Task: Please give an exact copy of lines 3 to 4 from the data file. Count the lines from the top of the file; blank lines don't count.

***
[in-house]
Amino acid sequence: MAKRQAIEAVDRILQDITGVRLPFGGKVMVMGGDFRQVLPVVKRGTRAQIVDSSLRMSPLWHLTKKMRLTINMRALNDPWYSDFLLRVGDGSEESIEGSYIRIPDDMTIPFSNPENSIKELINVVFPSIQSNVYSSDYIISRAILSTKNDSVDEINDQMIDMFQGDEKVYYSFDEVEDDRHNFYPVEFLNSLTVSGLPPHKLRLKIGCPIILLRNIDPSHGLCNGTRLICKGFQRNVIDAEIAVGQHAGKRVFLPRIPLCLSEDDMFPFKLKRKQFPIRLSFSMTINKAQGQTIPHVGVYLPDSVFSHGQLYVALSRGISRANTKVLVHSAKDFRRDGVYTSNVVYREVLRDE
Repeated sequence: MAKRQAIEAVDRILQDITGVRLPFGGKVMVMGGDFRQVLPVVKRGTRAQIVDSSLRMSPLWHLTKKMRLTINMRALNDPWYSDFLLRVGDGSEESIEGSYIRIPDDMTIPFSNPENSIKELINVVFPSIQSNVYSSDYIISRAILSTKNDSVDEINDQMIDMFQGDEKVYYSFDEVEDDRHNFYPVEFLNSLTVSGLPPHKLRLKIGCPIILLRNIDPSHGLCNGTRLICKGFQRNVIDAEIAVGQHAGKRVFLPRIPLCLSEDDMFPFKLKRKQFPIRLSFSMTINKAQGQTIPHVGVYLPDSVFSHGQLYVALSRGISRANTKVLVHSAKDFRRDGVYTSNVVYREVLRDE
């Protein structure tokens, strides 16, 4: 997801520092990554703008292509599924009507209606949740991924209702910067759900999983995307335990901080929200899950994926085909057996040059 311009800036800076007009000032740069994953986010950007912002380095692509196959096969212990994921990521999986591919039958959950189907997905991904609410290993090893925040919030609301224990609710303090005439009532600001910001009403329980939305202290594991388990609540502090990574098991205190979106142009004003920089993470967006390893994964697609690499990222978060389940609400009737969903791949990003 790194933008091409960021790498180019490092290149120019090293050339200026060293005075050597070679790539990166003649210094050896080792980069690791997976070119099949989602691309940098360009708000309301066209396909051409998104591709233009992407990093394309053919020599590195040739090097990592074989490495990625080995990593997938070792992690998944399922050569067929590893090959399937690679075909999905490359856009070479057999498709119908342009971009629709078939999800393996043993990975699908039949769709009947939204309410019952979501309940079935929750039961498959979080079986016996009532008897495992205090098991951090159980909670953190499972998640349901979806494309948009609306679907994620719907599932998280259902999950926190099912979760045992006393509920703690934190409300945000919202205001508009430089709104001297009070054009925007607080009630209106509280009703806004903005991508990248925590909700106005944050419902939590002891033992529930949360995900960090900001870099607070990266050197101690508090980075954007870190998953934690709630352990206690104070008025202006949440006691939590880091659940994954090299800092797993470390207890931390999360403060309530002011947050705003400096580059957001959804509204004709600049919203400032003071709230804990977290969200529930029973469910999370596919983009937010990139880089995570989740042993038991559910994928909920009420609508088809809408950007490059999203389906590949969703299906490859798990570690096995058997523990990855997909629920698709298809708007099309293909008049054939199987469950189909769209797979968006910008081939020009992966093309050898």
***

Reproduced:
Repeated sequence: MAKRQAIEAVDRILQDITGVRLPFGGKVMVMGGDFRQVLPVVKRGTRAQIVDSSLRMSPLWHLTKKMRLTINMRALNDPWYSDFLLRVGDGSEESIEGSYIRIPDDMTIPFSNPENSIKELINVVFPSIQSNVYSSDYIISRAILSTKNDSVDEINDQMIDMFQGDEKVYYSFDEVEDDRHNFYPVEFLNSLTVSGLPPHKLRLKIGCPIILLRNIDPSHGLCNGTRLICKGFQRNVIDAEIAVGQHAGKRVFLPRIPLCLSEDDMFPFKLKRKQFPIRLSFSMTINKAQGQTIPHVGVYLPDSVFSHGQLYVALSRGISRANTKVLVHSAKDFRRDGVYTSNVVYREVLRDE
């Protein structure tokens, strides 16, 4: 997801520092990554703008292509599924009507209606949740991924209702910067759900999983995307335990901080929200899950994926085909057996040059 311009800036800076007009000032740069994953986010950007912002380095692509196959096969212990994921990521999986591919039958959950189907997905991904609410290993090893925040919030609301224990609710303090005439009532600001910001009403329980939305202290594991388990609540502090990574098991205190979106142009004003920089993470967006390893994964697609690499990222978060389940609400009737969903791949990003 790194933008091409960021790498180019490092290149120019090293050339200026060293005075050597070679790539990166003649210094050896080792980069690791997976070119099949989602691309940098360009708000309301066209396909051409998104591709233009992407990093394309053919020599590195040739090097990592074989490495990625080995990593997938070792992690998944399922050569067929590893090959399937690679075909999905490359856009070479057999498709119908342009971009629709078939999800393996043993990975699908039949769709009947939204309410019952979501309940079935929750039961498959979080079986016996009532008897495992205090098991951090159980909670953190499972998640349901979806494309948009609306679907994620719907599932998280259902999950926190099912979760045992006393509920703690934190409300945000919202205001508009430089709104001297009070054009925007607080009630209106509280009703806004903005991508990248925590909700106005944050419902939590002891033992529930949360995900960090900001870099607070990266050197101690508090980075954007870190998953934690709630352990206690104070008025202006949440006691939590880091659940994954090299800092797993470390207890931390999360403060309530002011947050705003400096580059957001959804509204004709600049919203400032003071709230804990977290969200529930029973469910999370596919983009937010990139880089995570989740042993038991559910994928909920009420609508088809809408950007490059999203389906590949969703299906490859798990570690096995058997523990990855997909629920698709298809708007099309293909008049054939199987469950189909769209797979968006910008081939020009992966093309050898």